The ability of our hometown and state to achieve sustainable, long-term prosperity hangs in the balance.
Jeff Aboussie is executive secretary and treasurer of the St. Louis Building and Construction Trades
Council, AFL-CIO.
MISSOURI SENATE COMMUNICATIONS
       DAILY NEWS CLIPS
              Collected/Archived for Tuesday, Nov. 29, 2011 - Page 33 of 34



Letters to the Editor:
We should learn from Pennsylvania's mistake

The Post-Dispatch ought to withdraw it endorsement of tolling Interstate 70 ("Bell tolls for I-70," Nov 18).
Pennsylvania wanted to toll Interstate 80 and widen it to six lanes.

Federal approval may be required to toll the road. As Pennsylvania discovered, it is not guaranteed.
Farmers, rural towns and small businesses cheered when the state's toll application was denied.

Pennsylvania also realized that the real cost of building and manning toll booths, maintenance facilities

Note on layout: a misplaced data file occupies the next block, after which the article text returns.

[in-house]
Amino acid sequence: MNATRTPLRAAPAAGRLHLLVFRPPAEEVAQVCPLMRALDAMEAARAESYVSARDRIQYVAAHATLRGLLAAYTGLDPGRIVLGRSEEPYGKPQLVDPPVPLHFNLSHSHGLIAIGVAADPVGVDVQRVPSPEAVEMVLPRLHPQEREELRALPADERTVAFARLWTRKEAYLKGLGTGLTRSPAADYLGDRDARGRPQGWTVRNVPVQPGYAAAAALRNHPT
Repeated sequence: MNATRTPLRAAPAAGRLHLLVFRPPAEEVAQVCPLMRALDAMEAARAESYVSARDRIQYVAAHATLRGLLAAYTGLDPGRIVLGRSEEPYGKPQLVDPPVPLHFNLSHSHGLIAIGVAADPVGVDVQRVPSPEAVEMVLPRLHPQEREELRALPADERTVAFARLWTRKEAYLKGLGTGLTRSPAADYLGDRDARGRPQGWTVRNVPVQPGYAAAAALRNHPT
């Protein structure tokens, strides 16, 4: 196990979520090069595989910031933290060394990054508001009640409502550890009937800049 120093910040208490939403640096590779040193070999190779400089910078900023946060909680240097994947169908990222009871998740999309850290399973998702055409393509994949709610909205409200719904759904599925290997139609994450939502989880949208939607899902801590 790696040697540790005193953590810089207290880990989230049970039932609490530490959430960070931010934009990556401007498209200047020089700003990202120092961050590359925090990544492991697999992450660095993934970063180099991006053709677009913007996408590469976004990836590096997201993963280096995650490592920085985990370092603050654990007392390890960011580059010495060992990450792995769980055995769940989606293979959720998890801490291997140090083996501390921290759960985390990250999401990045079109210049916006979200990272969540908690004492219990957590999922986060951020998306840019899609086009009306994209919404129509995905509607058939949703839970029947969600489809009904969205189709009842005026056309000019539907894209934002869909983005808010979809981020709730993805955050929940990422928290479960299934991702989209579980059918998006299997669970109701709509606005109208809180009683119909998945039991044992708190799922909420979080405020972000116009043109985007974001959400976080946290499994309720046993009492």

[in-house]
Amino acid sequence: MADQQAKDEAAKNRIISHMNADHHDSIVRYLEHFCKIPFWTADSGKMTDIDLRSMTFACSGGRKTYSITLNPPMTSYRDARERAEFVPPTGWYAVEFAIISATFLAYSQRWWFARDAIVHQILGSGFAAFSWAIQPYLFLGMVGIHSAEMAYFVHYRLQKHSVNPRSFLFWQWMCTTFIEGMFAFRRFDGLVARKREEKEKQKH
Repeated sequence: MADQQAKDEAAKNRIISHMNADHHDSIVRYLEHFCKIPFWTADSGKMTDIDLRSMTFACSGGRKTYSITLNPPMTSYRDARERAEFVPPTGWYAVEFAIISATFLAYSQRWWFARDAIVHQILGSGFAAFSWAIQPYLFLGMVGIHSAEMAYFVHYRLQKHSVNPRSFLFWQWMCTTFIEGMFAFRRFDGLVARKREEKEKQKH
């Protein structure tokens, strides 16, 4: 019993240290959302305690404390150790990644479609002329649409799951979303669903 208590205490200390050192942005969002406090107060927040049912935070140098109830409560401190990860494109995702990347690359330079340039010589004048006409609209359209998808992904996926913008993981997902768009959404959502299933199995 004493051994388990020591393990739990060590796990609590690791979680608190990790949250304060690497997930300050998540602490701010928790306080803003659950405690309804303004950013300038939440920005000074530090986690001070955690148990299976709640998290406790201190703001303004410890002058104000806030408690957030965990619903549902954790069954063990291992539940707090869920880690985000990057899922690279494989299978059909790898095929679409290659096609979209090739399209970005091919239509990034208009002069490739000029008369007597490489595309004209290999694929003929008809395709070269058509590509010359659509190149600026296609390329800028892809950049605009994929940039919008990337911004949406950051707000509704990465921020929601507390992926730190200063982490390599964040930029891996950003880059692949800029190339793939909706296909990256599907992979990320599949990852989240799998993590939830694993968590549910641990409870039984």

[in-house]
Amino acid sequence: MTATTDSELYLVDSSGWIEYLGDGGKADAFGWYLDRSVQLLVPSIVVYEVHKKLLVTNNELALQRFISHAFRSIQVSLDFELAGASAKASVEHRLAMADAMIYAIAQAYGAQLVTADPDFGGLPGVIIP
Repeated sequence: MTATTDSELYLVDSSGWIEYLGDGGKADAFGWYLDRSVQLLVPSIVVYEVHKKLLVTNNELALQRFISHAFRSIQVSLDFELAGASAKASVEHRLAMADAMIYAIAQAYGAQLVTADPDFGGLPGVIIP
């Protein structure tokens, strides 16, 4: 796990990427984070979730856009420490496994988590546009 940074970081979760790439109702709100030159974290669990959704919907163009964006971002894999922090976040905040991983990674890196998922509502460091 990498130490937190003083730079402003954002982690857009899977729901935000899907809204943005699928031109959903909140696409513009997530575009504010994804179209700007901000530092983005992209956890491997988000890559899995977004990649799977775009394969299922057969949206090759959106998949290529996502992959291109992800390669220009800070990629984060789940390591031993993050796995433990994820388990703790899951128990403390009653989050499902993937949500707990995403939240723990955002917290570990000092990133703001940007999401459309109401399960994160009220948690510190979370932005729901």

and adding emergency services was prohibitive, even with a public-private partnership. And it would
have taken decades to pay off the debt. Missouri can't stomach such prolonged debt.

And the job-creation benefits are overstated. Road-building is not the panacea to economic recovery. It
is highly mechanized, requiring fewer people than in the 1950s.

Pennsylvania does have its tolled turnpike (Interstate 76/70). Access is limited, toll rates have
continuously increased, gas stations are rare and rest stops are almost non-existent. But the absence of
perpetual billboards is a welcome sight on the turnpike, unlike I-70 and other interstate highways in
Missouri.